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programme of conquest, leading an army in 1524 against Edo castle, which lay in the centre of the important rice growing area of the Kanto plain.

Edo castle is now the Imperial Palace

in Tokyo. The capture of Edo set in motion 17 years of war between the Hojo and the Uesugi for control of the Kanto, and the initiative continued to swing from one side to the other and back again. Soon the Hojo had rivals on their western flank as well, because when Imagawa Yoshimoto succeeded to the headship of the Imagawa in Suruga province, he turned his back on the service once provided to his ancestors by Soun, and made an alliance with the Takeda against the Hojo.

Ujitsuna handed over the succession to the third generation in 1540. This was Hojo Ujiyasu (1515-1570), who is generally regarded as the finest of the five Hojo daimyo. He was the contemporary of Uesugi Kenshin, Takeda Shingen, and Imagawa Yoshimoto, all of whom kept the Hojo armies very busy during his long reign. In 1561, Uesugi Kenshin laid siege to Odawara castle, but he could make no impression on it after two months of fighting, and withdrew when the Takeda threatened his own territories. Two years later, Hojo Ujiyasu and Takeda Shingen were to be found as allies besieging Uesugi’s castle of Musashi-Matsuyama, just one example of the shifting pattern of alliances between the ‘three kingdoms’ during these turbulent times. Hojo Ujiyasu died in 1570, and the fourth daimyo Hojo Ujimasa (1538-1590) was to find himself as busy with diplomatic negotiations as his father had been with fighting. This was the decade that saw the notable victories of Oda Nobunaga. Secure behind the Hakone Mountains, the Hojo stayed well out of Nobunaga’s affairs, but when Hideyoshi took over Nobunaga’s domains, the balance of power in Japan changed rapidly. Once Shikoku and Kyushu were added to Hideyoshi’s territories, the Hojo began to wonder if their mountain passes and strong castles would be likely to hold back Hideyoshi any better than stretches of sea. The answer came in 1590. Odawara Castle fell, and with the exile of Hojo Ujinao (1562-1591), five generations of the most consistently successful Sengoku daimyo came to a final and bloody end.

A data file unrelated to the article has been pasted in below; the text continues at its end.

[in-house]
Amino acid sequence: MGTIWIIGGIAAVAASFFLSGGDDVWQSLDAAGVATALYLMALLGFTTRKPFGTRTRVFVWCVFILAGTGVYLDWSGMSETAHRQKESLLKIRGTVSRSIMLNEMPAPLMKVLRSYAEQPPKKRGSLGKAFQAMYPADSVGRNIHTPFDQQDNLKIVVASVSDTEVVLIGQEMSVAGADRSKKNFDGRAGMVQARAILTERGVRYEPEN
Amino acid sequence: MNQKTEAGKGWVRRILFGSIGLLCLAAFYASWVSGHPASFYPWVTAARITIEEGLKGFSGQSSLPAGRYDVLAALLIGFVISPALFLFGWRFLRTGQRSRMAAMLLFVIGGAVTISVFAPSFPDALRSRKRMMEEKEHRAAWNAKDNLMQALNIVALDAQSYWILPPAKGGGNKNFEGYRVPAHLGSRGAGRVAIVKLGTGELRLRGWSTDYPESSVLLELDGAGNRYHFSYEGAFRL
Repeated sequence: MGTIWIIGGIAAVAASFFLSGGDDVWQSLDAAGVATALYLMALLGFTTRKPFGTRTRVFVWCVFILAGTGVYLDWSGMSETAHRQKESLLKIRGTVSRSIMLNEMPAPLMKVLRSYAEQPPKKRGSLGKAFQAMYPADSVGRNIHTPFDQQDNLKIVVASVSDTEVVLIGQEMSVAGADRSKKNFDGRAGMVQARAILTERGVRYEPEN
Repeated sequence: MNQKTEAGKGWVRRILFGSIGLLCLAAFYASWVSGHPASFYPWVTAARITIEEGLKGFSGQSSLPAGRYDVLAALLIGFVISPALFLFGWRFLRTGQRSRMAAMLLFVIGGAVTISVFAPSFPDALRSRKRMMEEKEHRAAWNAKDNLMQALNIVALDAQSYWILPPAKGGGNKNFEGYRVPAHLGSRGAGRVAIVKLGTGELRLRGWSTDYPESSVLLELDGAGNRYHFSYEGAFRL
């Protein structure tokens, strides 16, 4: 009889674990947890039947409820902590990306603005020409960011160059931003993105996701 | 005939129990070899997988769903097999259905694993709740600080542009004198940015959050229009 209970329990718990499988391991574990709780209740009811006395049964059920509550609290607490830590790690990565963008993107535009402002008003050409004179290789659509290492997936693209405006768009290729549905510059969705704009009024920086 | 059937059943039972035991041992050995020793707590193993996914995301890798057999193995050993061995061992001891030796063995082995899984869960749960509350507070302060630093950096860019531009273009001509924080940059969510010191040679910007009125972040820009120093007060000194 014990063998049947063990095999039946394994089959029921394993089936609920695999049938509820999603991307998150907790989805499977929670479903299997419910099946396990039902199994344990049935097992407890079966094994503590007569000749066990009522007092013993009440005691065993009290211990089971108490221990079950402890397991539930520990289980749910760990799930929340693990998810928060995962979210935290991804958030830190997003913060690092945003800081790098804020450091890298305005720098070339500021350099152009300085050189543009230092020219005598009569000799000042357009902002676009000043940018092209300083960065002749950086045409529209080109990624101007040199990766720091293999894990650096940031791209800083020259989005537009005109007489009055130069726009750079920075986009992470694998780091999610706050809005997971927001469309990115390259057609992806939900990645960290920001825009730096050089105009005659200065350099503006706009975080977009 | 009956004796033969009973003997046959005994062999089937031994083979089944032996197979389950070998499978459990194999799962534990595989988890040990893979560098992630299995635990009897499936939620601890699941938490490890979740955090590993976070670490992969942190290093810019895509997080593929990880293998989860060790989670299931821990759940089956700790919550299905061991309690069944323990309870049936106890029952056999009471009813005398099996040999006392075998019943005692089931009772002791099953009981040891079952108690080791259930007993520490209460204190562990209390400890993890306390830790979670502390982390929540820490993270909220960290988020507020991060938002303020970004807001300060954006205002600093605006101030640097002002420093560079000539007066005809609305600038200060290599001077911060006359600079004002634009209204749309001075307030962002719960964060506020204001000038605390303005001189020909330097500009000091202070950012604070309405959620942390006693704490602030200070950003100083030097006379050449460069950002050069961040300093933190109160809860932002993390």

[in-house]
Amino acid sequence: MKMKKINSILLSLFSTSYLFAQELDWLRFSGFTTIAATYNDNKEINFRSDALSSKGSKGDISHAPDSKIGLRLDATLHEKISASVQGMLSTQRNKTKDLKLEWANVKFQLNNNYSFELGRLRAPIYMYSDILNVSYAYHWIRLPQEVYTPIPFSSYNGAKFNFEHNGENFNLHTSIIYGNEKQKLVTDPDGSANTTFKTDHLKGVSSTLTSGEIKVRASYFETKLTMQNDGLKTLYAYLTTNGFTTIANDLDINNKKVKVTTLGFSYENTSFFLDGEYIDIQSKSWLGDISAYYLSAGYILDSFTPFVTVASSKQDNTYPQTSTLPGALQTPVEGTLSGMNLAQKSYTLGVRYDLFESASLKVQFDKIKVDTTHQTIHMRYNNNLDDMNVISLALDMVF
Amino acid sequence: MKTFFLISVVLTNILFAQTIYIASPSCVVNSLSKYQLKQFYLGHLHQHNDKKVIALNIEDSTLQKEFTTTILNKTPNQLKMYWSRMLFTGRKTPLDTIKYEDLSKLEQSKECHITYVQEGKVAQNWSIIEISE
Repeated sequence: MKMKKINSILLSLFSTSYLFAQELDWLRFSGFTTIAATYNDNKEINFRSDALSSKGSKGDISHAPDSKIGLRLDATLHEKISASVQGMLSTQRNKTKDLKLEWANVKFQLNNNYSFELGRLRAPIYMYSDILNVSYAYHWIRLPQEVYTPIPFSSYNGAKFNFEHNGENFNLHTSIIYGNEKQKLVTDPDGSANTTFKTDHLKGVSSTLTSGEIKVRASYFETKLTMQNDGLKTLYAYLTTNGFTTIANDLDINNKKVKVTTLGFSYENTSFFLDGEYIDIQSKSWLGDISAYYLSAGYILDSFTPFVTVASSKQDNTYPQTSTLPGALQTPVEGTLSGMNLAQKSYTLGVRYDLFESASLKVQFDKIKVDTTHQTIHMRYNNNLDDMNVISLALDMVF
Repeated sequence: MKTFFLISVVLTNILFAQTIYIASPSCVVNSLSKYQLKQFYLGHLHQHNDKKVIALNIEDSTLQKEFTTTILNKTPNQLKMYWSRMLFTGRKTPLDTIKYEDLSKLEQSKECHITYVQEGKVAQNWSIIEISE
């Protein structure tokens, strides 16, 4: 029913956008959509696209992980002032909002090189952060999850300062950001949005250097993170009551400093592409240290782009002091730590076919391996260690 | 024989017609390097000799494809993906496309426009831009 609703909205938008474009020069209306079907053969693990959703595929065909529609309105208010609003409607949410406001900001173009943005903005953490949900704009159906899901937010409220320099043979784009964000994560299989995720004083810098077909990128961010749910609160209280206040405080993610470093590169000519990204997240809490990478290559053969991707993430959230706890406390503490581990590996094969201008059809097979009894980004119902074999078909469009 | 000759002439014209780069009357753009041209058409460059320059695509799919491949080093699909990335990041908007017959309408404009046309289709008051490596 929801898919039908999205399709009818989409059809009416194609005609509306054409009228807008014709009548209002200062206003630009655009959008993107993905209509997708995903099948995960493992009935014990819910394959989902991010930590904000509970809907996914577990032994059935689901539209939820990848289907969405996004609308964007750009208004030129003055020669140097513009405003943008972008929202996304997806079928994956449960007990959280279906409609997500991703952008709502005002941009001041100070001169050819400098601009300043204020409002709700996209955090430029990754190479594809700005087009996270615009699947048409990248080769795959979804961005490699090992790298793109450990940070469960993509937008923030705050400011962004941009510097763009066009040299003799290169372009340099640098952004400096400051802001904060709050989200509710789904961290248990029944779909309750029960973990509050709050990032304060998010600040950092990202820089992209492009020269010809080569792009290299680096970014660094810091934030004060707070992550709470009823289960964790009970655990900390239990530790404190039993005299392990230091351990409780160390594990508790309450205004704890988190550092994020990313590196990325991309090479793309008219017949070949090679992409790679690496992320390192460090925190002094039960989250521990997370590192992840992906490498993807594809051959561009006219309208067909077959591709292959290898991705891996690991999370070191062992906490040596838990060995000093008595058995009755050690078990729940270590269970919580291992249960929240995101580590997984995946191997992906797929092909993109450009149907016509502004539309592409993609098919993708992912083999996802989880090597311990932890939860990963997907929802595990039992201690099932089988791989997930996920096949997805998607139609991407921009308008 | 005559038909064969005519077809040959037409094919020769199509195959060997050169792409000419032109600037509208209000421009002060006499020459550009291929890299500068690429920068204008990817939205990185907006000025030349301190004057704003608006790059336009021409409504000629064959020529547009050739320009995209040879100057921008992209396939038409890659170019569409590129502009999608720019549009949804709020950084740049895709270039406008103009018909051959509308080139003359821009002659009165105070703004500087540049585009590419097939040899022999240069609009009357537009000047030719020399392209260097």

THE ULTIMATE PRIZE As the years went by, most minor daimyo were forced to seek alliances or to pledge allegiance to the emerging strong men of the provinces such as the Takeda, Hojo, and Uesugi, any of whom had the potential to re-unite Japan under his sword. There was still a Shogun in Kyoto while such petty local wars were going on, but his existence was of little consequence except for providing the traditional legitimacy for a potential power struggle for ultimate supremacy. If a samurai lord could control the Shogun, his power was confirmed, but to succeed in such a scheme a daimyo had to capture Kyoto, and if any of them was rash enough to try and march on the capital, he could almost guarantee that one of his local rivals would rush to attack his province and try to take possession of the territory he had left lightly defended. None out of

Hojo Soun, the founder of the five-daimyo dynasty of the Hojo of Odawara who ruled the Kanto, the area that contains modern Tokyo, for much of the Sengoku Period.

The suicide of the Hojo leaders at the siege of Odawara in 1590. 5

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